Selecting a VPS provider is a difficult and important choice. It might seem at first that choosing one over another doesn't matter that much: after all, the advertised price for a single server is only a few tens of dollars or euros and there is no apparent long term commitment.
But in reality, the choice you make today will impact your budget, your daily work, your users experience and your ability to grow for a long time. Why? Because moving from one provider to another will be difficult once your applications, your data and your dependencies are all settled in the same place. Therefore it might be a multi year commitment that you implicitly make to a provider and you should consider the cost of that investment in full.
You also need to consider your plans for the future, are you going to grow and will the provider make it easy for you? Will the provider have the features you need when you need them? Are they easy to use and reliable? Ask yourself those questions now before making a choice.
This guide is targeted mostly at users who want a little more from their provider than just a single VPS and who will be able to manage their servers by themselves.
The first experience you'll have with a provider is with its pricing and billing.
You want a clear and transparent monthly pricing or even better, hourly pricing. But if you need a server for the short term, double check the hourly price, it might not match the monthly price (hourly x 24 x 30 can be much greater than the monthly price at some providers).
It is important that the provider does not force you into multi years commitments. Setup fees, year long contract requirements to get the advertised prices, automatic renewals at higher prices, lack of a cancellation option in the UI, those are the trademarks of providers who actually want to lock you in and shake you down.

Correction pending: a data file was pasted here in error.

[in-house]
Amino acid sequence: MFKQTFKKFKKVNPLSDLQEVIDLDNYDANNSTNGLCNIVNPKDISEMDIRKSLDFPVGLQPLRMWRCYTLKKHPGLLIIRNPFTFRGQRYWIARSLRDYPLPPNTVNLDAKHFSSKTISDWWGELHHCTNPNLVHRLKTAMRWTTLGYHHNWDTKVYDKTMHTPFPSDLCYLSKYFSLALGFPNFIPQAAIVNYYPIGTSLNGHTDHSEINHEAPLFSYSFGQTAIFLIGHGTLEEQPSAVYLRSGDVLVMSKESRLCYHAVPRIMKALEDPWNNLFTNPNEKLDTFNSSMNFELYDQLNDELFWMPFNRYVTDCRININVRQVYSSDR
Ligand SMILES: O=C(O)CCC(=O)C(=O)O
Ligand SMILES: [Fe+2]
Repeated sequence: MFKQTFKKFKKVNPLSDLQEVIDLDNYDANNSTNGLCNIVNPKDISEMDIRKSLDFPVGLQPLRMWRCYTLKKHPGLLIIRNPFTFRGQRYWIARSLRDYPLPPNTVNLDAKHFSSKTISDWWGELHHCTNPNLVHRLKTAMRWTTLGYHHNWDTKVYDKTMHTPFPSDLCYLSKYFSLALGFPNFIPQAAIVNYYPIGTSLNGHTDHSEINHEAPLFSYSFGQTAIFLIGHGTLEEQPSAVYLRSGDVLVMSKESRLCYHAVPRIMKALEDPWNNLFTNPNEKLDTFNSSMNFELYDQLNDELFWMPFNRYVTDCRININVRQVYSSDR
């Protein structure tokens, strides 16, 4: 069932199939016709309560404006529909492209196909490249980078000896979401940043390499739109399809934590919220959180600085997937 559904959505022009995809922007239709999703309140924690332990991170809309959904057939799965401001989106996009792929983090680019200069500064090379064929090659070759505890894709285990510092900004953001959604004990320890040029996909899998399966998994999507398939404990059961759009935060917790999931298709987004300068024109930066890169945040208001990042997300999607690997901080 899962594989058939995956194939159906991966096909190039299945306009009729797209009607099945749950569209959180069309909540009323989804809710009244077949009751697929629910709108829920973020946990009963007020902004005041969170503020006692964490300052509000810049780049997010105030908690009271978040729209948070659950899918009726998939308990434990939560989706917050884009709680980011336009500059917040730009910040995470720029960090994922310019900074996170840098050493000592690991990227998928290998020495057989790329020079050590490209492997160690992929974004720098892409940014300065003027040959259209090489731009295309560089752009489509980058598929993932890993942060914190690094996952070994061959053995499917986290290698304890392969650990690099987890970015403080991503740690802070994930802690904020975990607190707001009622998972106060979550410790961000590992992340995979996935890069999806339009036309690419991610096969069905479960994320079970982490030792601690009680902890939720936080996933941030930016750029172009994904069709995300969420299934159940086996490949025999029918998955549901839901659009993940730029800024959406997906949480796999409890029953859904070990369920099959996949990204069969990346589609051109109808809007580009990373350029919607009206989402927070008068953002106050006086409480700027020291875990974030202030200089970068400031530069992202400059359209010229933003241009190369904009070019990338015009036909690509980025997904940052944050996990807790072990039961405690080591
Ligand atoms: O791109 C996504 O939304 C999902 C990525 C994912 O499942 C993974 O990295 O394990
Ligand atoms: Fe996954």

I'm personally okay with providers that charge my credit card or Paypal automatically every month, the last thing you want is to have your servers destroyed from under you because you forgot a payment. In fact leaving your CC number in the provider files is convenient because it allows separating the server management concerns from the billing concerns, making the former a lot easier.
On every provider page at vpsbenchmarks.com, for each plan you'll find if the provider offers hourly billing and if it applies a discount or a surcharge for long or short term use respectively.
If you plan to use the VPS as a web server then the datacenter locations do matter. Even if there is only one location available, there must be one that is close to your visitors. The round trip time between your server can be anything between 10ms and 300ms, 10ms within France for example and 300ms between the US east coast and Australia. A typical website will require at least 3 sequential round trips before the first page can begin rendering (TLS handshake -> HTML download -> JS/CSS download). That may not be the largest factor delaying the page display but the impact of round trip time should not be neglected.
If you really can't find a datacenter close to your visitors or if they are scattered all over the world, consider using a CDN (Content Distribution Network) such as CloudFront or Cloudflare to cache your static files in locations that are close to the user. A CDN will improve the user experience and reduce the load on your servers.
If it's not a web server but you personally will spend a lot of time connected to the server, you should prefer a server closer to your own location.
Every provider page at vpsbenchmarks.com shows the list of countries where datacenters are available.
Once your account is setup including billing, it should not take more than 4 clicks to create your server
Okay, 5 because you also need to press the submit button.
If you don't have SSH keys, the provider should pick a complex password for you and show it in the UI. User picked passwords are notoriously weak leaving new servers vulnerable.